This is a big question… I am still figuring some of this out. I know that it is not as simple as companies just “offering more”. Some businesses genuinely don’t have the resources to offer various financial support, such as a year of full-pay parental leave. And so it definitely needs to be a combination of support and incentives from the Government, society and the business. Paid parental leave does need to be better and longer for both parents though. The physical and mental toll that having a child has on an individual is enormous and if you want employees who return to work with energy and renewed commitment to the business, they need to feel taken care of as they essentially produce the next generation of workers of the world! Flexibility is another big one and I was thrilled to hear that the Flexible Working Bill now means employees are entitled to ask for flexible working hours - something that can make a huge difference for parents. There’s definitely a lot more but haven’t quite got my thoughts together on this yet..!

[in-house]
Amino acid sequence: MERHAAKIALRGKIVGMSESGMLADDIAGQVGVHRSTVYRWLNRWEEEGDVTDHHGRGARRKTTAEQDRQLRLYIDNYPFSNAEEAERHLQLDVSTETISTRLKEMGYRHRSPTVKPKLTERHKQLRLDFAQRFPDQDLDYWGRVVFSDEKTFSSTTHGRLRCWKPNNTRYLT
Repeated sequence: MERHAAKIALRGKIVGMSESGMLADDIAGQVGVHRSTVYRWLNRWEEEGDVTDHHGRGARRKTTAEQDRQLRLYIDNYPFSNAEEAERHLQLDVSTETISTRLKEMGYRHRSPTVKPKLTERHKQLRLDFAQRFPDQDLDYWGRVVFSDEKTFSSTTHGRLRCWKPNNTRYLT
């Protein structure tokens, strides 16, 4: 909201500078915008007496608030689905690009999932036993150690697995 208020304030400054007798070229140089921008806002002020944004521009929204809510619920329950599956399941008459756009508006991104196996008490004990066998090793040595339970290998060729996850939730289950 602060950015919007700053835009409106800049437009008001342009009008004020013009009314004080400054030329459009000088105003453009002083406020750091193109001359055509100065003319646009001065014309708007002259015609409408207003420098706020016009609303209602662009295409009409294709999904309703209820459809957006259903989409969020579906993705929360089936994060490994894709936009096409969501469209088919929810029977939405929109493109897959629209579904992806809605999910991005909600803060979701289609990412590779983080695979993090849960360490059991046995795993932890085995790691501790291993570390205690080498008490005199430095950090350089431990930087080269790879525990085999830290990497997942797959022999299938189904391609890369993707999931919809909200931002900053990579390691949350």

YOU’VE MOVED UP TO ENGINEERING MANAGER LEVEL REALLY QUICKLY IN YOUR CAREER TO DATE – WHAT ADVICE WOULD YOU HAVE FOR OTHER PEOPLE FROM DIVERSE BACKGROUNDS TO HELP THEM ACHIEVE SOMETHING SIMILAR?

I would say progression is a funny one in that if financial compensation is what you seek, then make sure the progression route you are pursuing is the right one for you. In tech, I am seeing more and more the opportunity to choose between Individual Contributor and People Management. This allows those who are technically skilled to increase their seniority and pay package without having to move into a whole different role of managing others. 
In terms of advice… work hard at what you’re passionate about. Take opportunities when they come your way and ask for them if you feel like they aren’t coming to light. Take advantage of skills you have cultivated in previous roles or careers, but most of all be patient. Sometimes taking things a bit slower means you will be better equipped for a bigger jump. Whilst progressing too quickly can actually mean more stress if you’re not quite ready yet!

IT’S TRADITION TO FINISH THESE INTERVIEWS WITH A FAVOURITE QUOTE, MOTTO, OR PIECE OF ADVICE. WHAT WOULD YOU LIKE TO SHARE? 

Oh dear I’m terrible at these… the default one I like to go for 
“To live will be an awfully big adventure” - JM Barrie 
An alternative to carpe diem… reminding me to not get bogged down with the small things and focus on enjoying as much as possible. 

Thanks, Hannah, you rock 🤘

Interview by Doug Gear